In the fieriest speech of his presidency Tuesday, Barack Obama lit into the Republican Party’s vision for the country’s future as outlined in the House GOP budget, and endorsed by his most likely election rival Mitt Romney.
Obama decried key planks of the Republican agenda — particularly calls for large tax cuts for wealthy Americans, and a plan to phase out traditional Medicare — which he took care to describe accurately, though in hostile terms.
And in response to questions from the audience, Obama urged the press not to confuse rancor over the parties’ competing visions for the country as typical partisan bitterness for which Democrats and Republicans are equally culpable.
Chiding Republicans for not learning anything from the failure of trickle-down policies that defined the last decades, Obama attacked the GOP budget head-on. “They have proposed a budget so far to the right it makes the Contract for America look like the New Deal,” he said. “In fact, that renowned liberal, Newt Gingrich, first called the original version of the budget radical. He said it would contribute to right-wing social engineering. … This is now the party’s governing platform. This is what they are running on. One of my potential opponents, Gov. Romney, has said he hopes a similar version of this plan from last year would be introduced as a bill on Day One of his presidency.”
The White House forecast Obama’s remarks early Tuesday and top Republicans were prepped to respond as soon as his speech, hosted by the Associated Press, wrapped.
“History will not be kind to a president who, when it came time to confront our generation’s defining challenge, chose to duck and run,” said House Budget Committee Chairman Paul Ryan. “The president refuses to take responsibility for the economy and refuses to offer a credible plan to address the most predictable economic crisis in our history. Instead, he has chosen tired and cynical political attacks as he focuses on his own re-election.”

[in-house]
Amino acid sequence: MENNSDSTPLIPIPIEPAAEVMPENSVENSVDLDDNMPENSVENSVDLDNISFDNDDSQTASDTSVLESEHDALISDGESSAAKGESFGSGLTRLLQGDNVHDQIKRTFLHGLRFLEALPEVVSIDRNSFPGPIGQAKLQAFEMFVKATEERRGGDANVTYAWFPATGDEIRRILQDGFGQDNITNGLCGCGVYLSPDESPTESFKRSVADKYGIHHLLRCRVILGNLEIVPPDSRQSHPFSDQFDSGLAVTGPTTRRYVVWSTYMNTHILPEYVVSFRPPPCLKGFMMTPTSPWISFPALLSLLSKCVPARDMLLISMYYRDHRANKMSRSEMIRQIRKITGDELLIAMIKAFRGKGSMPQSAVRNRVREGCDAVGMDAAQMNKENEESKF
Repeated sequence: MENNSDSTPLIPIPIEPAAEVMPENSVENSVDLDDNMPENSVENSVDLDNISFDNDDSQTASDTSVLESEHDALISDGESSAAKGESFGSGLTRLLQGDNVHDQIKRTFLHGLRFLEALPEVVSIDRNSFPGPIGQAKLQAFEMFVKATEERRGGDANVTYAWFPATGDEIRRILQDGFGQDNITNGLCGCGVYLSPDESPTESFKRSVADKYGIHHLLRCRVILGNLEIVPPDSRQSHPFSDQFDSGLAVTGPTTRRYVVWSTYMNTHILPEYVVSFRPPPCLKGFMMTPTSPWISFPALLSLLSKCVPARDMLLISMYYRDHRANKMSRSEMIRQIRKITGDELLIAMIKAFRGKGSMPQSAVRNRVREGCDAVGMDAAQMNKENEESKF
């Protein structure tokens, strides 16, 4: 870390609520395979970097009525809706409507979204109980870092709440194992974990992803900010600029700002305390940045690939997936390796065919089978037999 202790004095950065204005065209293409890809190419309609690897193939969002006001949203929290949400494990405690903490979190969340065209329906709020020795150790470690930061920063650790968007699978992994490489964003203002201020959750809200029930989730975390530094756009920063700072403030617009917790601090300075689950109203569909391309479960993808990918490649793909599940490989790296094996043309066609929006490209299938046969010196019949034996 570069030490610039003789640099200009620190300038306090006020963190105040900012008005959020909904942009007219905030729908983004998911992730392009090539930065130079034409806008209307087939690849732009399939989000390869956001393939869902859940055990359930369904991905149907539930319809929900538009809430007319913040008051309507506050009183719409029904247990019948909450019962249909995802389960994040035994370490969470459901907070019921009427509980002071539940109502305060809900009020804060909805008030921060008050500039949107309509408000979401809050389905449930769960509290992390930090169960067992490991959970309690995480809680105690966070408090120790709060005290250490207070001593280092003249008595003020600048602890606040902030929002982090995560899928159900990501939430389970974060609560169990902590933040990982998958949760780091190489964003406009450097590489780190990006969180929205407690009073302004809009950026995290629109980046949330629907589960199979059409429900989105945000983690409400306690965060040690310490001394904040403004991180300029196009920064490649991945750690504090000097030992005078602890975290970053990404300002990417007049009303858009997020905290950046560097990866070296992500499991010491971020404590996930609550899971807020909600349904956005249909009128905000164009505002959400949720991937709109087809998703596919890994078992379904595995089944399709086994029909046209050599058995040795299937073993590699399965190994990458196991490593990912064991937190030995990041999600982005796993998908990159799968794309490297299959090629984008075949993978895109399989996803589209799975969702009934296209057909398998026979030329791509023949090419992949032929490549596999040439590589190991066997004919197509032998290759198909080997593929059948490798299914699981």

But Obama was careful to distinguish the GOP’s current budget from the one it passed last year, which included a more radical Medicare overhaul. He described the current iteration of the plan as a threat to the popular health care program for seniors, but explained the details with precision.
He contrasted the GOP plan, which uses deep cuts to the safety net to finance a deep tax cut for the wealthy, with his own budget and with the reforms proposed by the co-chairs of his deficit commission, Alan Simpson and Erskine Bowles. That plan attempts to draw down budget deficits with a mix of cuts and higher tax revenues.
“There’s oftentimes the impulse to suggest that, if the two parties are disagreeing, they’re equally at fault and the truth lies somewhere in the middle,” Obama cautioned the room full of reporters. “And an equivalence is presented, which reinforces people’s cynicism about Washington in general. This is not one of those situations where there is an equivalence.”
The president noted that a similar theme has played out on other key issues, including cap-and-trade and Obama’s own health care law, both of which were first proposed as conservative alternatives to liberal approaches to environmental and health care reforms.
“Suddenly, this is some socialist overreach,” Obama joked.
“It is important to remember that the positions I’m taking on the budget and a host of other issues, if we had been having this discussion 20 years ago, or even 15 years ago, it would have been considered squarely centrist positions,” Obama said. “What has changed is the center of the Republican Party.”
Brian Beutler is TPM's senior congressional reporter. Since 2009, he's led coverage of health care reform, Wall Street reform, taxes, the GOP budget, the government shutdown fight, and the debt limit fight. He can be reached at email@example.com.